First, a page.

Volunteer Spotlight: Justin and Kristin Akin

Posted April 16th, 2018 by Be The Match and filed in Volunteer Stories
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For Kristin and Justin Akin, being a volunteer Be The Match® courier lets them not only act as a bridge between patient and donor, but also allows them to honor the memory of their two sons, Matthew and Andrew.

The Akin family

In September 2007, three-month-old Andrew was diagnosed with Hemophagocytic Lymphohistiocytosis (HLH) and needed a marrow transplant. Kristin and Justin had their oldest son, Matthew, tested to see if he would be a suitable match, but he was not.The Akin’s turned to Be The Match to find an unrelated donor. Unfortunately, there was not a suitable adult match for Andrew on the Be The Match Registry®, but there was a cord blood match.

At six-months-old, Andrew received his first transplant.

Sadly, two months after his transplant, Andrew relapsed. His doctors once again searched the registry. Kristin and Justin were elated that this time there was an adult match. Andrew had his second transplant, just before his first birthday.

“I vividly remember being in the hospital and the coordinator walked into our room, letting us know that the blood stem cells had safely landed,” said Justin.

Shortly after the transplant, doctors informed the family that once again, it was not successful.

Kristin and Justin had their older son, Matthew, further tested, fearing he may have held the mutation as well.

The results were unimaginable.

Matthew, while healthy, also carried the HLH mutation and would eventually get the disease. Kristin and Justin found themselves in an unthinkable situation. Andrew was preparing for his third transplant and Matthew for his first.

Tragically, Andrew passed away in September 2009 at the age of 2. Matthew passed away months later in May 2010 at the age of 5.

Filled with grief, Kristin and Justin channeled their energy into helping others. They became volunteer couriers so they can help other families.

“Every time I go on a trip, it conjures up a lot of emotion,” Kristin said. “People ask me, ‘Why do you want to do this?’ I tell them Be The Match gave us hope. I am eternally grateful to Be The Match for trying to save my children’s lives.”

Super Star Advocate: Becky Tombleson

Posted February 20th, 2018 by Be The Match and filed in Volunteer Stories
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“Advocacy and policy is daunting, but not impossible and I’m buoyed by the sense that I can make a lasting impact in laws and policies that effect patients and their access to care.”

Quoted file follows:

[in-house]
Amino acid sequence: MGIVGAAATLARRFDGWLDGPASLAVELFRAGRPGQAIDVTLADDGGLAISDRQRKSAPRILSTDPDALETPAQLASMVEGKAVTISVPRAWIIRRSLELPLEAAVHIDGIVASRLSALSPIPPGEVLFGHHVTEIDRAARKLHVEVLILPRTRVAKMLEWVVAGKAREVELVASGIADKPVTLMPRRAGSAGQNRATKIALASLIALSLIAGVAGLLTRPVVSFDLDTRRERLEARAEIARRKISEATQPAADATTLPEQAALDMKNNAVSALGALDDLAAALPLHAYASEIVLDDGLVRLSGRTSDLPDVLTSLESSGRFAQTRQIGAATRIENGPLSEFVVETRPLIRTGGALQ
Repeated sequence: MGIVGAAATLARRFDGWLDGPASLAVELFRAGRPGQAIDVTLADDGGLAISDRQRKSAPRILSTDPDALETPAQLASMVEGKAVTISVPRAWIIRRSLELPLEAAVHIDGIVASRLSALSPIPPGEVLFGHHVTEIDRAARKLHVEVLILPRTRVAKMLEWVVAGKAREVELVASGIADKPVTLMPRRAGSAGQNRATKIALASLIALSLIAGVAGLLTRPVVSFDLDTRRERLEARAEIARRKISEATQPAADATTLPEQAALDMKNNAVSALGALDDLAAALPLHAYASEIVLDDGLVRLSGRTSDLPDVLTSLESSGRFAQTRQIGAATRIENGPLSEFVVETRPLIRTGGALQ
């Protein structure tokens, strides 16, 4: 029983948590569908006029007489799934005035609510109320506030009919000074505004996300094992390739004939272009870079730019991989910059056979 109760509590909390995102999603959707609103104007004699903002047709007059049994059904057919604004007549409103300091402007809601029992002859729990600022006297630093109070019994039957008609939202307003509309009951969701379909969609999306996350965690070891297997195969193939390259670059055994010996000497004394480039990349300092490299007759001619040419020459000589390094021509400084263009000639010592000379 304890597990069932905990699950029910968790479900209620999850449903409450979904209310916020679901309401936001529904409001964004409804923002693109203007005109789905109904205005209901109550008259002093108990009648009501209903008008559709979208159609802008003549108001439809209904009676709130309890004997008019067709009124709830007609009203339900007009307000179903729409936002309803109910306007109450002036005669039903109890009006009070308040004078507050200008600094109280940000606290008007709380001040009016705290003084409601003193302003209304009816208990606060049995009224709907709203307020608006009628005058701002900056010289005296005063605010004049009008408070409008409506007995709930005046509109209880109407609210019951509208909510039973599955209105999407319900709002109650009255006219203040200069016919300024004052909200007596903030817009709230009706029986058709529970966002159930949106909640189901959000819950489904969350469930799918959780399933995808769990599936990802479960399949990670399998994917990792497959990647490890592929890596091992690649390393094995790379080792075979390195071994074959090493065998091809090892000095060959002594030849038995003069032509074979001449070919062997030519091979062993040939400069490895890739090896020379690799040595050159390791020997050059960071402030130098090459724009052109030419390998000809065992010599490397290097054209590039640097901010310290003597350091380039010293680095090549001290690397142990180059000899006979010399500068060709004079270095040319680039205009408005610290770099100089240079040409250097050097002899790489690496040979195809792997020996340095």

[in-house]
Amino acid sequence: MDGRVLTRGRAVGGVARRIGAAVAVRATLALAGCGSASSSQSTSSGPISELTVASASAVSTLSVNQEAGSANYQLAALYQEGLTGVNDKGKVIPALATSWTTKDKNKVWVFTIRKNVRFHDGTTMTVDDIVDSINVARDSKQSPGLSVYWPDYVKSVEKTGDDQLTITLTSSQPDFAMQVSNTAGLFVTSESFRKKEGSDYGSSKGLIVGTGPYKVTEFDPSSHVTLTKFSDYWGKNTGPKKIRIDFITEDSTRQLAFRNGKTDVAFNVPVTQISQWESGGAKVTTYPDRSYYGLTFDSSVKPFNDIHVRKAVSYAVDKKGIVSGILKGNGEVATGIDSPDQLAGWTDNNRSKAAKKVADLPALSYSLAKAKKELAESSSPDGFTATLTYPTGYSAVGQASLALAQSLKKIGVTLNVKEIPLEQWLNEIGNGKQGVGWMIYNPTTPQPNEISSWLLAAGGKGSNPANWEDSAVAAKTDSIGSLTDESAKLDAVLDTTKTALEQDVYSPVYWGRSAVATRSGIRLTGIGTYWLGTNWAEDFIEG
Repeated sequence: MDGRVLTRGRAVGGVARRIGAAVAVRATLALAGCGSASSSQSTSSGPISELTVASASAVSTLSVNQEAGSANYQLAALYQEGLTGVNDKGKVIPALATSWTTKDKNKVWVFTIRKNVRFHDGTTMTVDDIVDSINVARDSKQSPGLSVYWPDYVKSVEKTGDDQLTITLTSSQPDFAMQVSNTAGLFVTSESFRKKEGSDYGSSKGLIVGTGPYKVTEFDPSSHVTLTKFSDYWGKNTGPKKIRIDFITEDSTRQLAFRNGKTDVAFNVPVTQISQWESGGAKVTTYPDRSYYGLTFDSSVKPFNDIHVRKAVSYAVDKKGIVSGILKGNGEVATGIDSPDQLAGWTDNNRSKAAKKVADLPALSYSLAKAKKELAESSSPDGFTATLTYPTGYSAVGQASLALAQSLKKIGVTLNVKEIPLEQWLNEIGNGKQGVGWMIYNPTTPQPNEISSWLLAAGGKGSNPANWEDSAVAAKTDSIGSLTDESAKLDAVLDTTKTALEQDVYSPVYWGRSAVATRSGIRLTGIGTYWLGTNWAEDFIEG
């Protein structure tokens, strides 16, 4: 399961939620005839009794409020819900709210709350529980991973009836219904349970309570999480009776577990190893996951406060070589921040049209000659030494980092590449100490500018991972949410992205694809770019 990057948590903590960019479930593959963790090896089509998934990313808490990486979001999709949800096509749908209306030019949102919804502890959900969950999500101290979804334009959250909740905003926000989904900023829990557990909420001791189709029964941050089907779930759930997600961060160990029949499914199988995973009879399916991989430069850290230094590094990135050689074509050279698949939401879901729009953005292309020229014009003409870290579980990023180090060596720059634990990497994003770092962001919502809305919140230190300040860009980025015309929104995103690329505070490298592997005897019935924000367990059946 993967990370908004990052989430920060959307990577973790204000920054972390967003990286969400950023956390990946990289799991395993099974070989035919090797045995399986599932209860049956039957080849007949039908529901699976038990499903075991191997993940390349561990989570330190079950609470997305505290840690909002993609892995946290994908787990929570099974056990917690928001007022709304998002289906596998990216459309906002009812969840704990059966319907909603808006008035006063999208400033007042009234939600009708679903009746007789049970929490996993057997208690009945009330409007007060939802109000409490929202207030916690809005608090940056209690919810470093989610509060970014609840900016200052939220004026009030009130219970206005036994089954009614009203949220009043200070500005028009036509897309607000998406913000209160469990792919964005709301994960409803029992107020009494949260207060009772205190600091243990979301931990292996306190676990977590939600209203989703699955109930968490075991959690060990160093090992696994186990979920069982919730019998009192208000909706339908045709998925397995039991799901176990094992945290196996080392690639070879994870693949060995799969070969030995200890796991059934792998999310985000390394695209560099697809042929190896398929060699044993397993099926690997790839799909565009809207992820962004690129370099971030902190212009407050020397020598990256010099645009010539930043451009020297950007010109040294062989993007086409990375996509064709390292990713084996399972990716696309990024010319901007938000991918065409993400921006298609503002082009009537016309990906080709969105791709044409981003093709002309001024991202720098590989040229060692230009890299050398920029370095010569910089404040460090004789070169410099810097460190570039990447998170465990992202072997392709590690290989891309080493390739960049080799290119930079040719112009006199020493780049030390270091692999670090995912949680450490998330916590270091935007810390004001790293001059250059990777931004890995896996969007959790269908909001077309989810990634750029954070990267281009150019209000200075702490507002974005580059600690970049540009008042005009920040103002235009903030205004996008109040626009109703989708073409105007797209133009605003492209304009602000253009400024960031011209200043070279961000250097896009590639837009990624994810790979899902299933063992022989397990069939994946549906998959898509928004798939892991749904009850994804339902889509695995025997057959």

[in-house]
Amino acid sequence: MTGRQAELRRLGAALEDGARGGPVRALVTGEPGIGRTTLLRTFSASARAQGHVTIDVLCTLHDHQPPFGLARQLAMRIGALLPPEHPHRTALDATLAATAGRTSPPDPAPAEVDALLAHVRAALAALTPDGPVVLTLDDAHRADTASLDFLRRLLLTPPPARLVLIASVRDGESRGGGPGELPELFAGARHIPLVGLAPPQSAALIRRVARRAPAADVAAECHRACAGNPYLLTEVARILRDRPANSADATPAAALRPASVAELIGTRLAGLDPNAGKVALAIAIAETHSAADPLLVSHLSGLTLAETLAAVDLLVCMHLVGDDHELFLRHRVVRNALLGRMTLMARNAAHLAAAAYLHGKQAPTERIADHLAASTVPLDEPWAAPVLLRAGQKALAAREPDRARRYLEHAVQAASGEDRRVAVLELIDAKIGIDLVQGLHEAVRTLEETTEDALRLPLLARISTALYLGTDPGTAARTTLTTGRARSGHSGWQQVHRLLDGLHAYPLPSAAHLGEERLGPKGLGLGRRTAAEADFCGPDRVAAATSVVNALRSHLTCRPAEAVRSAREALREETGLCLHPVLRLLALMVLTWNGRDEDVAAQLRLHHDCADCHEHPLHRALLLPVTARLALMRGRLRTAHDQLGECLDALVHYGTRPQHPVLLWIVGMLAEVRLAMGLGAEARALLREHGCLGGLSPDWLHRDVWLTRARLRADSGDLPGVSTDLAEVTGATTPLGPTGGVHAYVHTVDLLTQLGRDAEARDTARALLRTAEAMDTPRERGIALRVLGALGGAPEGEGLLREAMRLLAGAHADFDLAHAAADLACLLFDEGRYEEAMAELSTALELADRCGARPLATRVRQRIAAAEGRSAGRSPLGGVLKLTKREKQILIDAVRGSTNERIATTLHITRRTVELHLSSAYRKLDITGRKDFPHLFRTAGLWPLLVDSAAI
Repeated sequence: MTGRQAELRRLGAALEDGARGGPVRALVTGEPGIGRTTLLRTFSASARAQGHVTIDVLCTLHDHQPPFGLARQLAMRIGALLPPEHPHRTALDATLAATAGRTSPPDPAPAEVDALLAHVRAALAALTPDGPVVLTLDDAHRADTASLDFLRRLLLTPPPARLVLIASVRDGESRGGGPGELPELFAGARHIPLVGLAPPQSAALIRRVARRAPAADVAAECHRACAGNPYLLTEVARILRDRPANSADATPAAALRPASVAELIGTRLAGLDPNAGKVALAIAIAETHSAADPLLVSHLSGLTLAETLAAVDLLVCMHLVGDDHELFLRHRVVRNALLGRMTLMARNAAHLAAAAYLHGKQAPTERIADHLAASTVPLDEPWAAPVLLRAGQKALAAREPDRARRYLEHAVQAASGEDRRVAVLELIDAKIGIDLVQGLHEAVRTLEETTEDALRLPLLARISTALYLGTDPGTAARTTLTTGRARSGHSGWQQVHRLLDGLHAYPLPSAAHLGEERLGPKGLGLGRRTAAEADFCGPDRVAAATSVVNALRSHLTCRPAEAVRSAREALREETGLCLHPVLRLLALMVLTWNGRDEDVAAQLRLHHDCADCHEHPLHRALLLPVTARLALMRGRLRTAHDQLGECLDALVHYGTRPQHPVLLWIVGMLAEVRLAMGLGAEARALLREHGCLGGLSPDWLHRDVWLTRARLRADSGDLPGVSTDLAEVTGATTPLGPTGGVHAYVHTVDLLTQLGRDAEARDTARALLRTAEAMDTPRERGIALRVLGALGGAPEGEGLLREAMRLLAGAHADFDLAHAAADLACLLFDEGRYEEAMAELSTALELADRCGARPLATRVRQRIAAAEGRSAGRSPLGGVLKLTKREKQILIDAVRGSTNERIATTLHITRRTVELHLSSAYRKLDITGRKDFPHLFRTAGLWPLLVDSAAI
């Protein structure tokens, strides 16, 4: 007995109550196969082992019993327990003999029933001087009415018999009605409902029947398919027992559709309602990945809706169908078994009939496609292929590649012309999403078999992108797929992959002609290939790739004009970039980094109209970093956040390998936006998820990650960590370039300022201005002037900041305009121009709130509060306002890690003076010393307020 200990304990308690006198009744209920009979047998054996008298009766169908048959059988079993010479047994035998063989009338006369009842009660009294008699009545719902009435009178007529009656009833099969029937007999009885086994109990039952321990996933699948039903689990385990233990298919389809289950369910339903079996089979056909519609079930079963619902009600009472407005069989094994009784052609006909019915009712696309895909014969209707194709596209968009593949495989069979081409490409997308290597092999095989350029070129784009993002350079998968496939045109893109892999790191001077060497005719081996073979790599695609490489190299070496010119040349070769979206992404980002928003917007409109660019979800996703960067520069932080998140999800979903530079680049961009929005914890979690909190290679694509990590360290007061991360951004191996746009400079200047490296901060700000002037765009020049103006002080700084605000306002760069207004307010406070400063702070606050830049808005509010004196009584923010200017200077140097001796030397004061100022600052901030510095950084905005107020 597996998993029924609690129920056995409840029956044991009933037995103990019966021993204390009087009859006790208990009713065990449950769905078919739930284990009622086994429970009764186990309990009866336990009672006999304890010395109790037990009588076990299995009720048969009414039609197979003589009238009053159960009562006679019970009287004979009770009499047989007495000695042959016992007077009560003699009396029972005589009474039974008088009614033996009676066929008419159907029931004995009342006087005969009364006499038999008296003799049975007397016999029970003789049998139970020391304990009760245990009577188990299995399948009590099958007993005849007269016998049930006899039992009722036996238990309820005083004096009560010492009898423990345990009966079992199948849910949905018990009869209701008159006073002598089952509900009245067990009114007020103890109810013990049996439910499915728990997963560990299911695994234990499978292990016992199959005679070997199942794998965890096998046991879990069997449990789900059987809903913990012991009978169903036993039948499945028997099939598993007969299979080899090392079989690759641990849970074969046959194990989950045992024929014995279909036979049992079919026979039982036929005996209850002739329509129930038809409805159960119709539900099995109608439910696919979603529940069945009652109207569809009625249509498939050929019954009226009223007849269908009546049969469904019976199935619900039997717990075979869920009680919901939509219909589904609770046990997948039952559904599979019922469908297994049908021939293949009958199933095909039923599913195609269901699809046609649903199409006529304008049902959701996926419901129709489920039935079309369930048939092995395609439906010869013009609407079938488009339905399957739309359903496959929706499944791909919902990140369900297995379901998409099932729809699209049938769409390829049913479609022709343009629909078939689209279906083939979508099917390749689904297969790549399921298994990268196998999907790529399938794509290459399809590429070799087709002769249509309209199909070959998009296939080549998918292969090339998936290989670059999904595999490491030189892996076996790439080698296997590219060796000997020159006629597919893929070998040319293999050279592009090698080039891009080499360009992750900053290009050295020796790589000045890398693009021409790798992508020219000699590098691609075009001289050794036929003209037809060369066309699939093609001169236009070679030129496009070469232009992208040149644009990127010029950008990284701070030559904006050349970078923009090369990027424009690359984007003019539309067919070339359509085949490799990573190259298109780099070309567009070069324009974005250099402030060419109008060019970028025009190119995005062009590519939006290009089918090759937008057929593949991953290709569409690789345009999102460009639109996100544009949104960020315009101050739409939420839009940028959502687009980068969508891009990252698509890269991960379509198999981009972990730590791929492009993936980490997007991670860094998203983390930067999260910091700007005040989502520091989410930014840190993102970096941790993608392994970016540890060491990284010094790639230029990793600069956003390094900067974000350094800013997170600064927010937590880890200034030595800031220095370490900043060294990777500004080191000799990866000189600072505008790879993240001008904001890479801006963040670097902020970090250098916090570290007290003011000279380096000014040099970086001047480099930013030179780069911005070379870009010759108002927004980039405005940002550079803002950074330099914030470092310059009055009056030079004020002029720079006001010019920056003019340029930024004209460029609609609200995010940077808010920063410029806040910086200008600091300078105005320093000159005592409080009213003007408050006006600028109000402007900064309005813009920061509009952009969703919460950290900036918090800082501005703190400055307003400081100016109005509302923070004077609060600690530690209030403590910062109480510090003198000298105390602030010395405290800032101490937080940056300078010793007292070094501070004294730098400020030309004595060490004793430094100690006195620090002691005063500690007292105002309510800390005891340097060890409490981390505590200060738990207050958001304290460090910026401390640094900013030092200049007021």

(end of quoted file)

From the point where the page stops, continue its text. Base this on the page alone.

Becky, legislative advocate

Becky Tombleson is a clinical pharmacist with over eight years of experience at Moffitt Cancer Center in Florida and has worked in the Blood and Marrow Transplantation program for most of those. Becky got involved with the National Marrow Donor Program® (NMDP)/Be The Match® because, “as the years go by, one thing remains critical to my patients and their outcomes: access to care. That care takes on many shapes as a prescription that gets denied or a transplant that gets delayed. I have become passionate about access to care watching our patients struggle with financial burdens that complicate their lives and inhibit their outcomes. Our patients are fortunate to have vocal advocates and allies in NMDP and Be The Match.”

Last year Becky traveled with the American Society of Blood and Marrow Transplantation (ASBMT) and the NMDP in an effort to garner support from our lawmakers in Washington for the Protect Access to Cellular Transplant (PACT) Act, HR 4215. When asked about her experience and advice for new advocates, she said, “at first, I was very intimidated! I like to follow policy in Washington closely and as much as I tried to calm myself down, our lawmakers still seem like celebrities to me. Once I was able to visit with a few, I realized I was able to play an important role in their education and how much of an impact that makes on our patients. Our lawmakers are very educated in a number of ways but lack the insight I have as a clinical pharmacist – I found them grateful to learn of the impact access to care has on our patient’s lives.”

Becky is passionate about policy change because, “as time has progressed, I see advocacy and policy as a way to reach out beyond my institution, to patients I will never meet, and hopefully make the process an easier one for them. There are so many ways to impact patient care and I think my focuses have just gone a bit broader than before.”